Student Spotlight: Avery Sirwatka

Avery Sirwatka

December 11, 2023

Avery Sirwatka is a master’s student in public health from Jamestown, New York. He earned an associate’s degree from Jamestown Community College and a dual bachelor’s degree in public policy and psychology from the University at Buffalo and now studies the impacts of laws and policies on the built and natural environment under the guidance of Elizabeth Fox at Cornell.

What is your area of research and why is it important?

My research and work broadly seek to understand the impacts of laws and policies on the built and natural environment and, in turn, how the inequitable distribution of systems and resources may affect health outcomes. As a student who has worked primarily around the food systems space, I’m particularly interested in understanding the legal and political decision-making processes that shape communities’ access to resources necessary for most municipal- and household-level functions, such as land and water, including why, where, and who have such resources available.

What are the larger implications of this research?

As the global climate continues to change, communities will increasingly face resource shortages, particularly given the continued rise of populations, built environment development, and resource extraction. Yet, we know that a lack of resources, such as land and water, is not expected to occur evenly. Oftentimes, the most vulnerable of communities are the ones that will be the most impacted, compounding existing risk. In other instances, however, other communities that may lack pre-existing vulnerability may face resource shortages, which may force communities to relocate, potentially placing burdens on other infrastructural and natural resource systems. My research aims to look at how to prevent population-level health impacts of these shortages as the climate and global population continue to shift.

What does it mean to you to have been selected for a CDC Public Health Law Fellowship?

The Centers for Disease Control and Prevention Public Health Law Fellowship was a wonderful opportunity to apply the skills I have gained thus far in my graduate education in a real-world setting alongside a brilliant group of scholars, composed of M.P.H. and J.D. students. Public health works primarily at an upstream level to modify structural and social determinants of health, and there’s arguably no broader impact that can be made than modifying laws and policies. Discriminatory laws serve as the historical basis for many modern health inequities, and it was an absolute delight to be able to be a part of a group of individuals tasked with dismantling these injustices.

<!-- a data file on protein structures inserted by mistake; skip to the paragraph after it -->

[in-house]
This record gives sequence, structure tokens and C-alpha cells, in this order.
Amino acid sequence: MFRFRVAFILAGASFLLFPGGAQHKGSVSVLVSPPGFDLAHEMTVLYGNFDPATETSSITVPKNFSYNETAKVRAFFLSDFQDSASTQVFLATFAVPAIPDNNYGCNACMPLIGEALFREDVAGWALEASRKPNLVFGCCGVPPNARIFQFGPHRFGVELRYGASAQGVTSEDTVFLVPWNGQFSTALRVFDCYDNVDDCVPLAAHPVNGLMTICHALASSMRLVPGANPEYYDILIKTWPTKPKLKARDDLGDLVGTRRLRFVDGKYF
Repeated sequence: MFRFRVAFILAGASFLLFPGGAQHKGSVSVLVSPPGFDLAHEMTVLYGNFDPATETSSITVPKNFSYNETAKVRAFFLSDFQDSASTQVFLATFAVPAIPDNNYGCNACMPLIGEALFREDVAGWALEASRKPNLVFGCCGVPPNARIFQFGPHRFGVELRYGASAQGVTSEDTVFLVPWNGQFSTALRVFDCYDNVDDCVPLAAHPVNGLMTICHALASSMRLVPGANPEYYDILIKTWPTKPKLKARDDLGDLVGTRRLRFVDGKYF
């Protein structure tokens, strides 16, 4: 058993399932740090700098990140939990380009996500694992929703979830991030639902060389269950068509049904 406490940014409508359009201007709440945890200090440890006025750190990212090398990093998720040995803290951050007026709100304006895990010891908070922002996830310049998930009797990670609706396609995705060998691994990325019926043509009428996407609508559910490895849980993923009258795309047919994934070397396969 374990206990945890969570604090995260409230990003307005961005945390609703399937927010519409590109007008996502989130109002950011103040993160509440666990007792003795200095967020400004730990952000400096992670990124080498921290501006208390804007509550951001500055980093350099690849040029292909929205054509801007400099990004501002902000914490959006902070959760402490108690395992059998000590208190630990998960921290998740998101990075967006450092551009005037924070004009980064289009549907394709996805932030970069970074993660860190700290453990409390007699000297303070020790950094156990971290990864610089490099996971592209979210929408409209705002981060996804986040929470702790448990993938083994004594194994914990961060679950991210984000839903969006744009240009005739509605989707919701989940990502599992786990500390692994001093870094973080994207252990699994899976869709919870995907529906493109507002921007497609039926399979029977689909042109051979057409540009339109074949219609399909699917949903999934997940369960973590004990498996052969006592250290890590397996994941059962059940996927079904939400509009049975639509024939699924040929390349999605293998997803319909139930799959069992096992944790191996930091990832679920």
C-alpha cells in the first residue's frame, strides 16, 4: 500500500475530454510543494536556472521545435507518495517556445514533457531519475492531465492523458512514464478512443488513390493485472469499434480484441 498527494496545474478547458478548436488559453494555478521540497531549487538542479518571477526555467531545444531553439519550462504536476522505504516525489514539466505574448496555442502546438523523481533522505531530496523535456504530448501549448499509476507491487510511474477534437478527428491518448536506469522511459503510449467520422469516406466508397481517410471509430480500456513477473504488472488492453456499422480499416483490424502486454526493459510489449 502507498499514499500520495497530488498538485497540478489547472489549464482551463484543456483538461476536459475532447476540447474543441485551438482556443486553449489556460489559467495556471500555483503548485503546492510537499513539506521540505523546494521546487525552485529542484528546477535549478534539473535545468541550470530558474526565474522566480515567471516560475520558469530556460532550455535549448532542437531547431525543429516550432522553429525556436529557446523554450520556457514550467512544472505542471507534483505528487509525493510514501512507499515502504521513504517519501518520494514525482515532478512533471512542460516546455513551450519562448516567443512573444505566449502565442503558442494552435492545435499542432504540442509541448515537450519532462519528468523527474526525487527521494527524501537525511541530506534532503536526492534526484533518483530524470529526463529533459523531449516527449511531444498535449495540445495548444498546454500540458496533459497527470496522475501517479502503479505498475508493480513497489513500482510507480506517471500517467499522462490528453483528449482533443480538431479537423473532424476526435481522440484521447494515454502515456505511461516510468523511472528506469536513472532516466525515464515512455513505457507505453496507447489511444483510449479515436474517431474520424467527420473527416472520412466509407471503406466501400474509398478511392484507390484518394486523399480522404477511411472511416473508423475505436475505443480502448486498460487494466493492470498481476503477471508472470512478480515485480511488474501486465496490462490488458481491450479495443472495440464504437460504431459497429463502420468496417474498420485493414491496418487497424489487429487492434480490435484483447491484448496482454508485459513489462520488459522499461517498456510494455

What will this fellowship allow you to do that you may not have been able to otherwise?

Oftentimes, we think of individuals trained in the field of law as only practicing in the courtroom. The fellowship provided me the opportunity to engage with individuals working at the intersection of law and public health in settings such as local health departments, federal institutions, and academic institutions, which opened my eyes to how critical the growing field of public health law is in working towards more equitable health outcomes. I particularly appreciated the fellowship’s emphasis on building a community of practice amongst the participating fellows to be at the forefront of such important work.

President Pollack has designated this academic year’s theme as freedom of expression. What does freedom of expression mean to you?

To me, freedom of expression means the ability to speak, think, act, and express oneself without fear of retaliation. This doesn’t mean that there’s a lack of dialogue or disagreement. Particularly in such partisan environments, I think that we sometimes tend to over-correct and believe that everyone must come to a consensus, but that’s not necessarily true. Freedom of expression challenges us to be able to hold multiple thoughts or feelings at once, oftentimes when they’re very much opposed to our own, and continue to be able to respect and value that other individual.

What are your hobbies or interests outside of your research or scholarship?

Outside of my research, I enjoy reading, hiking, camping, and spending time with my wonderful partner and our cat and dog.

Why did you choose Cornell to pursue your degree?

Public health is an inherently interdisciplinary field. I chose to pursue my degree at Cornell to leverage the expertise across departments with experts at the forefront of their fields. Diversity of thought is critical to public health, particularly as the field continues to grapple with many wicked problems that don’t seem to budge. The public health workforce will be able to practice more efficiently and effectively through integrating theories, methodologies, and practices from other fields. Cornell is a place that allows me to leverage multiple disciplines as I work toward building more equitable and resilient communities.